Emotions play a huge part in our lives. They accompany us wherever we go and influence our behavior. Today, I would like to look at how remote leadership can trigger, or be accompanied by, different positive and negative emotions. As we know, emotions influence our behavior. Leaders should be aware of what emotions are triggered and relevant at work.
How is remote work relevant in times of Corona?
In times of Corona, many leaders are being forced, whether willingly or unwillingly, to open up to the concept in order to continue regular labor at their firm. So how can we continue to be good leaders to our employees, when Corona forces us all to stay at home?
And what positive or negative aspects make remote work and remote leadership attractive beyond the corona pandemic?
What does “remote” mean in this context?
The most important characteristic is that employees don’t work from one office, but from elsewhere. Being in a room together and seeing each other at work on a daily basis, regardless of whether one is in direct contact with their work colleague, has a psychological effect that should not be underestimated.
What makes remote leadership collide with conservative leadership structures?
With the “remote work“ approach it will be harder for leaders to directly control their employees’ work. In conservative, old firm structures, the person in charge can theoretically still do all of the employees’ work and control and oversee it. With increased digitalization there is more specialization. This means that even without the remote approach, such direct control is often no longer possible. Leaders and employers have to rethink how they can continue to efficiently and effectively lead their employees. Only then is remote work no longer that far fetched.
How, when and where are POSITIVE emotions entangled in remote work and leadership?
Remote work and home office usually leads to more flexibility in every-day life. When people have more freedom to structure their day according to their needs, this can often lead to more satisfaction. For example, older employees often wish to work remotely enabling them to care for their children better (during the current corona crisis, this fact is turned upside down – as children stay at home too, working parents face the challenge of balancing childcare and work even more than usually).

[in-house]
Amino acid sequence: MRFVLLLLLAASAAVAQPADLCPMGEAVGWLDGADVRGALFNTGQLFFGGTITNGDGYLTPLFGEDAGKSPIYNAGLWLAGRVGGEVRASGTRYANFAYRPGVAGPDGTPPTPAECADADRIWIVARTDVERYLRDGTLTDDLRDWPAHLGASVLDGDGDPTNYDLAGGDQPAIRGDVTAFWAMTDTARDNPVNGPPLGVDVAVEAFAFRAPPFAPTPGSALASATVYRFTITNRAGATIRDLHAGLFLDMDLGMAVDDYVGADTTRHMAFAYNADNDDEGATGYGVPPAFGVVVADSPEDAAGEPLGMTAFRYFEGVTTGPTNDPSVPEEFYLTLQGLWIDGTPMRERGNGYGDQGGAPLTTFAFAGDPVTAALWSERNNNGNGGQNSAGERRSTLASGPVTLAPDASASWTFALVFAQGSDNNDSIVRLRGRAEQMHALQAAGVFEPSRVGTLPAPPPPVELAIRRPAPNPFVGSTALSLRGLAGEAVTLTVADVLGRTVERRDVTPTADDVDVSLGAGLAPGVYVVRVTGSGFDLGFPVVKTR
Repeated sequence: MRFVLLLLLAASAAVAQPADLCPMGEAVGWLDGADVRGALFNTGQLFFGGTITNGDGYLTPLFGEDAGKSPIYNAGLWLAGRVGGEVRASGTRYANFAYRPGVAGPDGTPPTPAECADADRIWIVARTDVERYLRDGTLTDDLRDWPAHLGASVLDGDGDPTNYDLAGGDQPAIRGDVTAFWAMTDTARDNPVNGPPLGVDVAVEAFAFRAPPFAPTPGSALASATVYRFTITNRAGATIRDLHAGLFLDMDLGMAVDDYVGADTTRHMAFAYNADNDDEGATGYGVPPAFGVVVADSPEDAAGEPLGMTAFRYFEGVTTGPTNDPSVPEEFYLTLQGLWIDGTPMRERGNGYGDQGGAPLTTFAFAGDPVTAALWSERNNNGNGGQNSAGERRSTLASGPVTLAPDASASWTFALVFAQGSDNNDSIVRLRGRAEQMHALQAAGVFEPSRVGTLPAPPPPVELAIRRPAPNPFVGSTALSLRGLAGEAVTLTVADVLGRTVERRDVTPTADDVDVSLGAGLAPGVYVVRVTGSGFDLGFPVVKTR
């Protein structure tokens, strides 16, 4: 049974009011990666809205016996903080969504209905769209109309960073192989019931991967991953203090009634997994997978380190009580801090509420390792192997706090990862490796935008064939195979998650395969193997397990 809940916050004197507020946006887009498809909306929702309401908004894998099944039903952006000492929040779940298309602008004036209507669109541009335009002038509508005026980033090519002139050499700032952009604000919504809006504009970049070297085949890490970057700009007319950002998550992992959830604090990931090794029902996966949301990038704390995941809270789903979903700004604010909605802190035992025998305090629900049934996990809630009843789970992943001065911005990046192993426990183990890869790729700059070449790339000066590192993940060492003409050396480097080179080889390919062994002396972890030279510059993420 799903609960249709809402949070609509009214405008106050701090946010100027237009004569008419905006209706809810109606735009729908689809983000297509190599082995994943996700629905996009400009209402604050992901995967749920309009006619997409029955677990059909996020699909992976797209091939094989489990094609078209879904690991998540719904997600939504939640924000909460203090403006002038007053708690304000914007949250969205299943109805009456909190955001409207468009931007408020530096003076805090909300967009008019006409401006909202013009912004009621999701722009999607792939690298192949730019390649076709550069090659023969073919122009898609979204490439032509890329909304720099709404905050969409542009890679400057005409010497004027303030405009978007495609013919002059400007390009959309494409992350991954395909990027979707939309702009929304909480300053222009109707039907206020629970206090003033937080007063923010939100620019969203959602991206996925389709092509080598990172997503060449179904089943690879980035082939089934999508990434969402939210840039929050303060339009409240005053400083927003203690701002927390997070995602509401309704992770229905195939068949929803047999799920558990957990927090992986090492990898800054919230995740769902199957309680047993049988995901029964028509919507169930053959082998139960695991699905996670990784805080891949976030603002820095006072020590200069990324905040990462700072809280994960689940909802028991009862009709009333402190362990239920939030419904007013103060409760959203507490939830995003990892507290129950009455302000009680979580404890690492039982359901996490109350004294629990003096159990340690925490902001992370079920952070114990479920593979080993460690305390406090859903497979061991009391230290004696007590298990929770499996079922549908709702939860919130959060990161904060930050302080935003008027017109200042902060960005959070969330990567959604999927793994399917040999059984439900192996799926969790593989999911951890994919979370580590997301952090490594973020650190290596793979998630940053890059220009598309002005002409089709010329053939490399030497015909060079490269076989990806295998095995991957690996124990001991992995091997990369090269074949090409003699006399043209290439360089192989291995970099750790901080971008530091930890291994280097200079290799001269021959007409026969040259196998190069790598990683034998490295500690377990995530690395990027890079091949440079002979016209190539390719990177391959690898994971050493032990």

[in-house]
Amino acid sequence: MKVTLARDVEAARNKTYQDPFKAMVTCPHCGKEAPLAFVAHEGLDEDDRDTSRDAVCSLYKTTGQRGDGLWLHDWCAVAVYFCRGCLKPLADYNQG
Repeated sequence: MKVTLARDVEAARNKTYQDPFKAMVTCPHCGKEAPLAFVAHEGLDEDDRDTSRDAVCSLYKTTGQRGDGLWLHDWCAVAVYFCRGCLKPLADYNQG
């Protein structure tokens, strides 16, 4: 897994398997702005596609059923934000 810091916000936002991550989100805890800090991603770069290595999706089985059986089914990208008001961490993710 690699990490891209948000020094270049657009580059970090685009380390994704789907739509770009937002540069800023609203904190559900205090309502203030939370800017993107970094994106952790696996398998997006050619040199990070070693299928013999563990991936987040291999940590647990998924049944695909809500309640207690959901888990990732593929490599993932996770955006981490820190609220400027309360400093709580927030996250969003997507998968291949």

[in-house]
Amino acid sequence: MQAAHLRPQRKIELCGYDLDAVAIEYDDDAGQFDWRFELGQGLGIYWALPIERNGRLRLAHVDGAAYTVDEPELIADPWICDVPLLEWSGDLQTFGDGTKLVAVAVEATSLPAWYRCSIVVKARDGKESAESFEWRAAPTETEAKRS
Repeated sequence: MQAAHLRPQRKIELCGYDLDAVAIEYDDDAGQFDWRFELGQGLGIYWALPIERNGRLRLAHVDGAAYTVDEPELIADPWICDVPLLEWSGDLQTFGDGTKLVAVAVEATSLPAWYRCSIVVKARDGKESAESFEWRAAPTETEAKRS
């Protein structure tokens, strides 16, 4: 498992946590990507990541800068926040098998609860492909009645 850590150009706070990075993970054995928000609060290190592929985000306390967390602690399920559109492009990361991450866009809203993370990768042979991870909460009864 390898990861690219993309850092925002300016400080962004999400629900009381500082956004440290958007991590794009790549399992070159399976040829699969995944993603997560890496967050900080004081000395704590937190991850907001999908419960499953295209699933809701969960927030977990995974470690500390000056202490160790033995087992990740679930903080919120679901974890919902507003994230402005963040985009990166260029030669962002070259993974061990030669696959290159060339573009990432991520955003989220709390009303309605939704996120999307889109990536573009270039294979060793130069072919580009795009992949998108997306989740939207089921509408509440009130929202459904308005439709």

Another advantage is that individual biorhythms of different employees can be considered. Working remotely enables to plan the day according to this rhythm rather than according to conventional office rhythms.
Flexibility can not only heighten satisfaction of employees through enabling to incorporate their individual rhythms but allows for an individual design of their personal work space.
Last but not least, higher satisfaction is known to influence work efficiency positively. Additionally, remote working eliminates many disturbances that are found in shared offices. As a consequence concentration will be higher enabling more efficient work.
How, when and where are NEGATIVE emotions entangled in remote work and leadership? And how can remote leadership still be successful?
There are a few rules leaders should follow, in order for remote leadership to be successful.
Communication. Since the familiar face-to-face communication is no longer available, new rules, habits and places have to be established online for efficient communication to take place , since communication principles cannot be transferred to the online environment to 100%.